In addition to the many health benefits covered above, vitamin D has several physique and performance benefits that are worth noting. Given that vitamin D gets converted into a steroid hormone in the body, it makes sense that it has effects on muscle fibers. The active form of D binds to specific receptors found on muscle cell membranes and in muscle cell nuclei. When it binds to these receptors, it enhances muscle contraction and protein synthesis — the buildup of muscle protein. Research shows that certain types of these receptors may be responsible for greater muscle size and strength. Although you can’t alter the type of vitamin D receptors you have in your muscles, making sure you have adequate levels of D in your body can help ensure your receptors are activated for optimal muscle function, strength and growth.

Another study reported that female students at the University of Southern California who had lower blood levels of vitamin D had significantly higher levels of fat in their muscles than those with high blood levels of vitamin D. (Yes, the body can store fat in muscles as well as under the skin.) Having fattier muscles not only means that you have more total body fat, but it also can result in weaker muscles with less endurance. Muscles with higher fat content have impaired mitochondrial function, so they produce less energy and can develop reduced insulin sensitivity.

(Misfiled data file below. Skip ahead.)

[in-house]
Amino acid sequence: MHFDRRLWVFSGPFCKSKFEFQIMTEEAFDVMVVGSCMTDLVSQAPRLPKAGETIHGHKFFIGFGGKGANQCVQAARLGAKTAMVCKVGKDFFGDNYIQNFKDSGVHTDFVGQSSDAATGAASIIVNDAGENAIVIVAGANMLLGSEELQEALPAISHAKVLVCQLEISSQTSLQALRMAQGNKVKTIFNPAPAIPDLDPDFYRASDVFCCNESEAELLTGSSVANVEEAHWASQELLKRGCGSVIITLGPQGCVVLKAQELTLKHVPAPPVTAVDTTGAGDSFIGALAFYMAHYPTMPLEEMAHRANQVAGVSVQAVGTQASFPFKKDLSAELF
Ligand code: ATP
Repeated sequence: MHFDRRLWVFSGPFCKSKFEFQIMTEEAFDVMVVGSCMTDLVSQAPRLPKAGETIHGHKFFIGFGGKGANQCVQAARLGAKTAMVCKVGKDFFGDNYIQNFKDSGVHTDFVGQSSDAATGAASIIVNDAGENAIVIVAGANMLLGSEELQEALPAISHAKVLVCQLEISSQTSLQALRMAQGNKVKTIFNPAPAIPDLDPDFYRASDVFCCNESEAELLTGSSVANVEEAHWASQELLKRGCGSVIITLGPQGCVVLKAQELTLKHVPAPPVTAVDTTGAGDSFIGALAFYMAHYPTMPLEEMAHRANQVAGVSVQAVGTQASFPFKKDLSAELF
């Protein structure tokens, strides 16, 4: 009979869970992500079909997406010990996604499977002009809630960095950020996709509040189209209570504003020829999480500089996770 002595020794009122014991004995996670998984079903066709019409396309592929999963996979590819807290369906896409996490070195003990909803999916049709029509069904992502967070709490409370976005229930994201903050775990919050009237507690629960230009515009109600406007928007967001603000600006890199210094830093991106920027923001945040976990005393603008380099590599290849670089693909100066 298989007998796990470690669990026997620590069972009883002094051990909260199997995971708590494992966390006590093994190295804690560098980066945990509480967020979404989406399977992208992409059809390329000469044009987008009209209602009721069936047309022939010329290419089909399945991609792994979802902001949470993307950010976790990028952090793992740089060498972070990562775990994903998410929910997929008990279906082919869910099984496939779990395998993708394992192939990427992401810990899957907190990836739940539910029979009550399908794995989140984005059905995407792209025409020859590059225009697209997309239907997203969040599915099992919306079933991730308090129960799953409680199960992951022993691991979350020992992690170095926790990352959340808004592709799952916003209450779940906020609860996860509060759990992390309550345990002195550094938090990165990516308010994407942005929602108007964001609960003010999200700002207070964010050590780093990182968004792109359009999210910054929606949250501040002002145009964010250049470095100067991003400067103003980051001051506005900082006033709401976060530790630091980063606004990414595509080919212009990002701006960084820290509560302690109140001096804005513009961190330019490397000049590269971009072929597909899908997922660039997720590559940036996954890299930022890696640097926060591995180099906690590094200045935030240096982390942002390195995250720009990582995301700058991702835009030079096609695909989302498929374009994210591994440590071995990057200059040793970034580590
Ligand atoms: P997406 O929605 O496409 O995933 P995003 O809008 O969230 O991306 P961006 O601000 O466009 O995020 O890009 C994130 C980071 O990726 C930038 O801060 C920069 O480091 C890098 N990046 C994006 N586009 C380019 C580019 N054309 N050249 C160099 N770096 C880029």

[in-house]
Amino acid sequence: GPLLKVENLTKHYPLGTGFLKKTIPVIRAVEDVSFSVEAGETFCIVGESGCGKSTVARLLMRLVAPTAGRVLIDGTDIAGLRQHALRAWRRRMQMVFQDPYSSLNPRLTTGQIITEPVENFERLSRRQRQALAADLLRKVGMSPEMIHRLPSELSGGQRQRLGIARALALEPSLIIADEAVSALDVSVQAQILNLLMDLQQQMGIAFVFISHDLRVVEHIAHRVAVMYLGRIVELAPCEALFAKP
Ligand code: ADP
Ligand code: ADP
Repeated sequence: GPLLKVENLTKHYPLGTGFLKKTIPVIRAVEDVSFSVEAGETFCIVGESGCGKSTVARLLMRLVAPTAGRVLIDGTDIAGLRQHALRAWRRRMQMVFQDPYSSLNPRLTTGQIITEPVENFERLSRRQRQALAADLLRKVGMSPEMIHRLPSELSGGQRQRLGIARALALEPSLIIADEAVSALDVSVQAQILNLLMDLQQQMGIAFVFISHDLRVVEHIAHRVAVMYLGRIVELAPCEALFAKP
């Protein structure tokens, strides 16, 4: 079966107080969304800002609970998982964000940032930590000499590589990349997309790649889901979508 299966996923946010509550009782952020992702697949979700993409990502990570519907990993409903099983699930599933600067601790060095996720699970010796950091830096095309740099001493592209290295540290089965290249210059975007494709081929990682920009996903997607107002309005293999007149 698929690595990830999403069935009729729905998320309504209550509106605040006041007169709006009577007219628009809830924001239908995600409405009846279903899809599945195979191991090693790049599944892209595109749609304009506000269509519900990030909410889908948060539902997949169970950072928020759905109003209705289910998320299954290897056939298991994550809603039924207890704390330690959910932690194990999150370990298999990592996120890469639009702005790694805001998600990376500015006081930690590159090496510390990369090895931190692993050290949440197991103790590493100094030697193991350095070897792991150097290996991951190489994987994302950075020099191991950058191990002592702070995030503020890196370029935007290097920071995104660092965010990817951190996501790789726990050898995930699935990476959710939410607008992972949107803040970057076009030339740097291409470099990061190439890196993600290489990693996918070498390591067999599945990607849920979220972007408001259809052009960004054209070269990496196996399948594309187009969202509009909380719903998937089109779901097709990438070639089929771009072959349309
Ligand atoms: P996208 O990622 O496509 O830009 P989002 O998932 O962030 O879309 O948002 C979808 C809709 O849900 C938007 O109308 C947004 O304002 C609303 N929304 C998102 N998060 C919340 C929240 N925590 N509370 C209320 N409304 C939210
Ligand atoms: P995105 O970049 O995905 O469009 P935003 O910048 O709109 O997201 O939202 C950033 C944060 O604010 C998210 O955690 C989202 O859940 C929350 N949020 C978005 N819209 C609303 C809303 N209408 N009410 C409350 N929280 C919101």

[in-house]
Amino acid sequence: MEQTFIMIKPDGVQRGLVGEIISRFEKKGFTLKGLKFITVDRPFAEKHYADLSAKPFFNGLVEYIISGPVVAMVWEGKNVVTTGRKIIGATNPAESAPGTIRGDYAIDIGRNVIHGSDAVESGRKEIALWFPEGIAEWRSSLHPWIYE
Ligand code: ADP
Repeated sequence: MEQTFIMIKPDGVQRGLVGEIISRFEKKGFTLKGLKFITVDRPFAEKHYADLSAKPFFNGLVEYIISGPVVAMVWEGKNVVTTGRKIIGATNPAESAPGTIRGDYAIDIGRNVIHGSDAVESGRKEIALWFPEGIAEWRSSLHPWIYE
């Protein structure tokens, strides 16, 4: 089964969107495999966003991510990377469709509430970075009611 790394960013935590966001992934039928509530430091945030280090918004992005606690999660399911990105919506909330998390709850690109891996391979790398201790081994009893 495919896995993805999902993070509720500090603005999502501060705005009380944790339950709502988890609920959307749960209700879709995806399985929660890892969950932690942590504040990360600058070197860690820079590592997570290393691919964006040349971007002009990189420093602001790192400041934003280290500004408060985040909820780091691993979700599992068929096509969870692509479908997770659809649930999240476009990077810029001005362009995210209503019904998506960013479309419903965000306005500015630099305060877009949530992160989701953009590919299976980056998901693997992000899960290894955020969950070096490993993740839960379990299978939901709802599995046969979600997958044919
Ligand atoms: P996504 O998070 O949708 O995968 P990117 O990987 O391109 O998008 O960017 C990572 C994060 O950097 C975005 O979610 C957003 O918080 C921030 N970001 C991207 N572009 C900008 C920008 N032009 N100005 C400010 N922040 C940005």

Although researchers are not sure precisely how vitamin D prevents fat accumulation in muscle, it is well-known that vitamin D and calcium work together to encourage fat loss. One recent study published in the journal Clinical Nutrition reported that when men and women consumed a breakfast containing more than 500 milligrams of calcium and about 350 IU of vitamin D, they burned more calories and fat and ate 320 fewer calories throughout the day as compared to when they started the day with a breakfast containing about half as much calcium and D.